Plans are underway for a new men’s Catholic residential trade school.
Set to open in fall 2020, Harmel Academy will offer a two-year associate degree-level certificate meant to lead to a career in machine and systems technology.
Students will live on the campus of Kuyper College to gain the “college experience” and create social networks, something not normally available to vocational students, while working through a hands-on trade curriculum.
The trade curriculum and internships will fully integrate with the hiring needs of local manufacturers, said Brian Black, Harmel Academy president and co-founder, who has been in the construction trades for decades as a tradesman and as general manager at Grand River Builders. Ryan Pohl is the other co-founder and a journeyman CNC machinist and programmer. Pohl also is a certified educator and trades educator.
“A regular conversation I have with other contractors is about the labor shortage and how young men don’t see all the great opportunities in the trades,” Black said. “And it seems that the deeper question that needs to get answered is about why we work, not just how to work.”
The goal is that the school will help young men “grow in all areas of their lives including leadership, collaboration, life skills and character development.”
In the classroom, the students will complete a curriculum that integrates all humanities subjects in one class, rather than separate intensive classes for each subject.
“We're not going to ask them to write five-page papers with footnotes, but they will get the full college experience of being with their peers, talking about great literature, talking about history, talking about philosophy.”
The students will start the first year with a paid apprenticeship with one of the partnering companies.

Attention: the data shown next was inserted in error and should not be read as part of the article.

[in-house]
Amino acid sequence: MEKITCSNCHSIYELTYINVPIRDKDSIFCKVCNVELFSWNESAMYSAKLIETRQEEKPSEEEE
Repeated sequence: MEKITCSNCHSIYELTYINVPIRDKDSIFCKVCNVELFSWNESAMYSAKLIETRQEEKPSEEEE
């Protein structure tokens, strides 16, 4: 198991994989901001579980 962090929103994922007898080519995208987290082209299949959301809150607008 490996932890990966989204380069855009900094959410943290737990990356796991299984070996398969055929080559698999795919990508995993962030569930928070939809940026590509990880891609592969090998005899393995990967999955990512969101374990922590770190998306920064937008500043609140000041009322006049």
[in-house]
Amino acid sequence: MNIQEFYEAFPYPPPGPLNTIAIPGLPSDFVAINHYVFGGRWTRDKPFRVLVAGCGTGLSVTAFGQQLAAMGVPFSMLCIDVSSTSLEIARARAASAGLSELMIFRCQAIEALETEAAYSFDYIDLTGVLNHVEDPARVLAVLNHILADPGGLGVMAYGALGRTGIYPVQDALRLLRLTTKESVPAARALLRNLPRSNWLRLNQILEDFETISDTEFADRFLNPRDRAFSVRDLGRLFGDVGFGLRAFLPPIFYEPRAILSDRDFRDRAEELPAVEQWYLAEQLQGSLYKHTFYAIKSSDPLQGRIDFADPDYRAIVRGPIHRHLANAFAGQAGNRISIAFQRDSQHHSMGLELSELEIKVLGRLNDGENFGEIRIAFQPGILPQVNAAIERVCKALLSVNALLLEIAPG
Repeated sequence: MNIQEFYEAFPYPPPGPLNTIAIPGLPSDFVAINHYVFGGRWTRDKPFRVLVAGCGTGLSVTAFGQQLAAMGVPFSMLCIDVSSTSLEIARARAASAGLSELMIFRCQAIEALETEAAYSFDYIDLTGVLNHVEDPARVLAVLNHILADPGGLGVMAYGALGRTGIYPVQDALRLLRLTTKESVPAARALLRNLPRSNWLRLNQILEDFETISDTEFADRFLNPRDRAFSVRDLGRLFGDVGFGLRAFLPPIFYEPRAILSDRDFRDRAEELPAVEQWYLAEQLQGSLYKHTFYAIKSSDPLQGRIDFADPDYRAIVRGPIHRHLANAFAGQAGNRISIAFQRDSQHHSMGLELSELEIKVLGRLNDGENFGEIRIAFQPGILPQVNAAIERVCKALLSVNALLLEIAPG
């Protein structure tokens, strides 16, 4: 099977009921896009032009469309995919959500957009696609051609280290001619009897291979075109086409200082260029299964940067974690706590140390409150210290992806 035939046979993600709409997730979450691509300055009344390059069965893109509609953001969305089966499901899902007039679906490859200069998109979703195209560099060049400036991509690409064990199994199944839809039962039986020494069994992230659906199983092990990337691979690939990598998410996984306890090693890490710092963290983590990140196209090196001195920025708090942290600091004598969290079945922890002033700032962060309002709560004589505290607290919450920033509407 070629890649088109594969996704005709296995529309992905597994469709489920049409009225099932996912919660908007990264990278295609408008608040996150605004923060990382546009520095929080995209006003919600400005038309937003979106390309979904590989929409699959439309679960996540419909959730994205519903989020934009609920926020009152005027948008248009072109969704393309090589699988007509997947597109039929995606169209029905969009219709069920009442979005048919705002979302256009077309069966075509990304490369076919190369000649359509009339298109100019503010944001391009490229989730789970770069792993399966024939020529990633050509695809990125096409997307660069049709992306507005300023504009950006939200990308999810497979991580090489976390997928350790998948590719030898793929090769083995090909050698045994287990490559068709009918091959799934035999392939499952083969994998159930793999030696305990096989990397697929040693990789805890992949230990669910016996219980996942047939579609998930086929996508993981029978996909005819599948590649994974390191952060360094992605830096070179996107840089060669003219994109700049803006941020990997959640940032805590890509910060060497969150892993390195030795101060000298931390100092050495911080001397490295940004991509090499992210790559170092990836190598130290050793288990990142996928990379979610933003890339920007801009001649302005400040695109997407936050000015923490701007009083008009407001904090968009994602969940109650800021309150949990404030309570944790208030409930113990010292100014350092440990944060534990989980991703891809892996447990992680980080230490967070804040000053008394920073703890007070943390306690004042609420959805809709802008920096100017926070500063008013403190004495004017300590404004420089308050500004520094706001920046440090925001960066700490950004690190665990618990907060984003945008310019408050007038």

“That apprenticeship is managed between those two sites, between the actual collaborating shop’s facility and our campus. That is one program that works back and forth,” Black said.
Black will be the classroom teacher to start. A trade instructor will be hired in the next year.
Black said ongoing development of the program will be guided by the needs of employers.
“This model is going to serve the students as well as it serves the industry in West Michigan, so it's a win-win on both sides,” he said.
Micron Manufacturing in Grand Rapids has been helping to direct program development by providing input about what skills are needed in incoming employees.
Several other companies are interested in partnering with the academy but have not yet officially joined. Black said he is open to hearing from additional companies that may be interested.
“The response from the industry has been overwhelmingly positive,” he said.
The first year’s class size will be around 15 students, and the plan is to grow it slowly from there. The next year will probably have about 30 students, Black said.
Black said the program will be offered to men only, and that will not change.
“The co-founder, Ryan Pohl, and I have both had a very strong interest in basically male leadership, the role of men in the world as Catholics, and the unique challenges that presents,” Black said. “It's just where we see ourselves being most effective.”
“This is what Ryan and I both feel really strongly about … and what we think we need in our community for leadership.”
He said he also expects the male-only program to lead to better focus for the students.
Kuyper College is supporting the startup of Harmel Academy through a lease arrangement that provides access to housing, food service and other facilities. The academy currently is moving into dedicated space at Kuyper College.
The school’s development also has been guided by a similar 100-year-old program at Williamson College of the Trades near Philadelphia.
The academy was named for a Catholic French industrialist of the 19th century.
It was founded in 2017, is registered as a proprietary school with the state of Michigan and has received tax-exempt status from the IRS. It is planning accreditation through the Accrediting Commission of Career Schools and Colleges but will not be accredited for the initial years.
A construction trades program also is in development with a goal for the first class to start in the academy’s third year.